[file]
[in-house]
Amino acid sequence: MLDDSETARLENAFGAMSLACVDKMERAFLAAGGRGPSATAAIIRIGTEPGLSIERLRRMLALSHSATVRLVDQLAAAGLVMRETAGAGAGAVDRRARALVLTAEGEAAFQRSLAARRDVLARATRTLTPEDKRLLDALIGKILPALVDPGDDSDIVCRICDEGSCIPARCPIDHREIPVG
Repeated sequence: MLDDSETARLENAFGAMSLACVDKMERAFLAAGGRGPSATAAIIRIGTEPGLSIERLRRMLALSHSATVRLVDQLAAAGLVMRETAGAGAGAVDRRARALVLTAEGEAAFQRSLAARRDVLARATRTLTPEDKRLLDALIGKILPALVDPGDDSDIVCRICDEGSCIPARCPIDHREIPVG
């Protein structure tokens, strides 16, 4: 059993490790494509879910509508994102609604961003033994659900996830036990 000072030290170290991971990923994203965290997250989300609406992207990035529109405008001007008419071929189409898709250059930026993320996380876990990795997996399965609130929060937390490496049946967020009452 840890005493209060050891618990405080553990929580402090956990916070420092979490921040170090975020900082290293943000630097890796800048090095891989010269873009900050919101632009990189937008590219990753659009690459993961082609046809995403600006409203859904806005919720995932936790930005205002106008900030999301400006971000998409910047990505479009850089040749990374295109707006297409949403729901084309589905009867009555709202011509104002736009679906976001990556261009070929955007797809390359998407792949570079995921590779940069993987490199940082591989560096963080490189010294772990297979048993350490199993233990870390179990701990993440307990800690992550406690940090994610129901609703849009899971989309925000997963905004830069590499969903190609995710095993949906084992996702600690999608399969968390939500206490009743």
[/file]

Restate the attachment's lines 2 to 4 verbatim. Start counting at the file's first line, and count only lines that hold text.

Amino acid sequence: MLDDSETARLENAFGAMSLACVDKMERAFLAAGGRGPSATAAIIRIGTEPGLSIERLRRMLALSHSATVRLVDQLAAAGLVMRETAGAGAGAVDRRARALVLTAEGEAAFQRSLAARRDVLARATRTLTPEDKRLLDALIGKILPALVDPGDDSDIVCRICDEGSCIPARCPIDHREIPVG
Repeated sequence: MLDDSETARLENAFGAMSLACVDKMERAFLAAGGRGPSATAAIIRIGTEPGLSIERLRRMLALSHSATVRLVDQLAAAGLVMRETAGAGAGAVDRRARALVLTAEGEAAFQRSLAARRDVLARATRTLTPEDKRLLDALIGKILPALVDPGDDSDIVCRICDEGSCIPARCPIDHREIPVG
């Protein structure tokens, strides 16, 4: 059993490790494509879910509508994102609604961003033994659900996830036990 000072030290170290991971990923994203965290997250989300609406992207990035529109405008001007008419071929189409898709250059930026993320996380876990990795997996399965609130929060937390490496049946967020009452 840890005493209060050891618990405080553990929580402090956990916070420092979490921040170090975020900082290293943000630097890796800048090095891989010269873009900050919101632009990189937008590219990753659009690459993961082609046809995403600006409203859904806005919720995932936790930005205002106008900030999301400006971000998409910047990505479009850089040749990374295109707006297409949403729901084309589905009867009555709202011509104002736009679906976001990556261009070929955007797809390359998407792949570079995921590779940069993987490199940082591989560096963080490189010294772990297979048993350490199993233990870390179990701990993440307990800690992550406690940090994610129901609703849009899971989309925000997963905004830069590499969903190609995710095993949906084992996702600690999608399969968390939500206490009743």